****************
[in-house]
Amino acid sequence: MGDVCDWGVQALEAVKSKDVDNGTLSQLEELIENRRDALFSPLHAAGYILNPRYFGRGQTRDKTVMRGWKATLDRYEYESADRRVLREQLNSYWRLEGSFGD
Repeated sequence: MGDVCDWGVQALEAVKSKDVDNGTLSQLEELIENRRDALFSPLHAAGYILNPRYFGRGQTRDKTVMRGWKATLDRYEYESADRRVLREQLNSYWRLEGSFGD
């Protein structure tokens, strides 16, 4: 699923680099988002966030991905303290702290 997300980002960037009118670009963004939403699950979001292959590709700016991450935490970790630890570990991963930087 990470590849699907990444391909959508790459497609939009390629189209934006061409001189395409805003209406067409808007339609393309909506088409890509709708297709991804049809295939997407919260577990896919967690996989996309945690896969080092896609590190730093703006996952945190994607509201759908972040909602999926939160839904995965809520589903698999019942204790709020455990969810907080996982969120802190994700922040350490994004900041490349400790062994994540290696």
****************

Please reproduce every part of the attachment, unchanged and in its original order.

[in-house]
Amino acid sequence: MGDVCDWGVQALEAVKSKDVDNGTLSQLEELIENRRDALFSPLHAAGYILNPRYFGRGQTRDKTVMRGWKATLDRYEYESADRRVLREQLNSYWRLEGSFGD
Repeated sequence: MGDVCDWGVQALEAVKSKDVDNGTLSQLEELIENRRDALFSPLHAAGYILNPRYFGRGQTRDKTVMRGWKATLDRYEYESADRRVLREQLNSYWRLEGSFGD
């Protein structure tokens, strides 16, 4: 699923680099988002966030991905303290702290 997300980002960037009118670009963004939403699950979001292959590709700016991450935490970790630890570990991963930087 990470590849699907990444391909959508790459497609939009390629189209934006061409001189395409805003209406067409808007339609393309909506088409890509709708297709991804049809295939997407919260577990896919967690996989996309945690896969080092896609590190730093703006996952945190994607509201759908972040909602999926939160839904995965809520589903698999019942204790709020455990969810907080996982969120802190994700922040350490994004900041490349400790062994994540290696």